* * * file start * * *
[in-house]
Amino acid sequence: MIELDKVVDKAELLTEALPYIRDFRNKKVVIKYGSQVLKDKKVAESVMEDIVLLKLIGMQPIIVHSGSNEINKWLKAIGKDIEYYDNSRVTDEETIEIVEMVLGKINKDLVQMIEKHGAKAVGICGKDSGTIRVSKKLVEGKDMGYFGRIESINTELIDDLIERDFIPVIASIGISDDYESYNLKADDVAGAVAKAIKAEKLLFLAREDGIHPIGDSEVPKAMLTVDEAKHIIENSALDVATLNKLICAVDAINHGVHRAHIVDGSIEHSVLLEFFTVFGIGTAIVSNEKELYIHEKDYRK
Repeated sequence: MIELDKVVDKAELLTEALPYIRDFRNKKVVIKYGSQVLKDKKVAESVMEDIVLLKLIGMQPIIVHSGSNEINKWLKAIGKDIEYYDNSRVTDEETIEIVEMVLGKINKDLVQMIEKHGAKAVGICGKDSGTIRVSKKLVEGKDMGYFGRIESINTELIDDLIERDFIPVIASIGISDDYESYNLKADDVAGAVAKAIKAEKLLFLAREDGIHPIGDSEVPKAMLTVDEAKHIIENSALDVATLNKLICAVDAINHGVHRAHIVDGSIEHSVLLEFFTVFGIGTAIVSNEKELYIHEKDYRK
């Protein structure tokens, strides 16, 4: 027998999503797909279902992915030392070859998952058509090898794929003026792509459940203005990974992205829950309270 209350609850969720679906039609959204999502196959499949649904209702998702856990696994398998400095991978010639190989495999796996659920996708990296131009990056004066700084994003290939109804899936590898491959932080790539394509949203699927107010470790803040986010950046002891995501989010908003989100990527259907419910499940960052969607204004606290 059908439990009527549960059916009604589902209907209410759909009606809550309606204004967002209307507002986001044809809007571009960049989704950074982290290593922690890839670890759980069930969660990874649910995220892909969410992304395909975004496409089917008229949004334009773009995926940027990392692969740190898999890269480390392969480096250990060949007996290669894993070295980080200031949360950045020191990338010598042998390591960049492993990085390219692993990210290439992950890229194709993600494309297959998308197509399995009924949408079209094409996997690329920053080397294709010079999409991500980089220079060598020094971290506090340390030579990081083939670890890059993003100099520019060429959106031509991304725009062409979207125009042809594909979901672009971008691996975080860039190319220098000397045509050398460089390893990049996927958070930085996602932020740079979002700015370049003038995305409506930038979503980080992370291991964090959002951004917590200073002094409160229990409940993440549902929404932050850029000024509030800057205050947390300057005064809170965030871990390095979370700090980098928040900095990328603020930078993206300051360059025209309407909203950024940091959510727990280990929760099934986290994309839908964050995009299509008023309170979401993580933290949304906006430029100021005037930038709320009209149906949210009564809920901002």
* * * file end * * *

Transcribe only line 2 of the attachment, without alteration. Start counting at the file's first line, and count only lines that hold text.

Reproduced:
Amino acid sequence: MIELDKVVDKAELLTEALPYIRDFRNKKVVIKYGSQVLKDKKVAESVMEDIVLLKLIGMQPIIVHSGSNEINKWLKAIGKDIEYYDNSRVTDEETIEIVEMVLGKINKDLVQMIEKHGAKAVGICGKDSGTIRVSKKLVEGKDMGYFGRIESINTELIDDLIERDFIPVIASIGISDDYESYNLKADDVAGAVAKAIKAEKLLFLAREDGIHPIGDSEVPKAMLTVDEAKHIIENSALDVATLNKLICAVDAINHGVHRAHIVDGSIEHSVLLEFFTVFGIGTAIVSNEKELYIHEKDYRK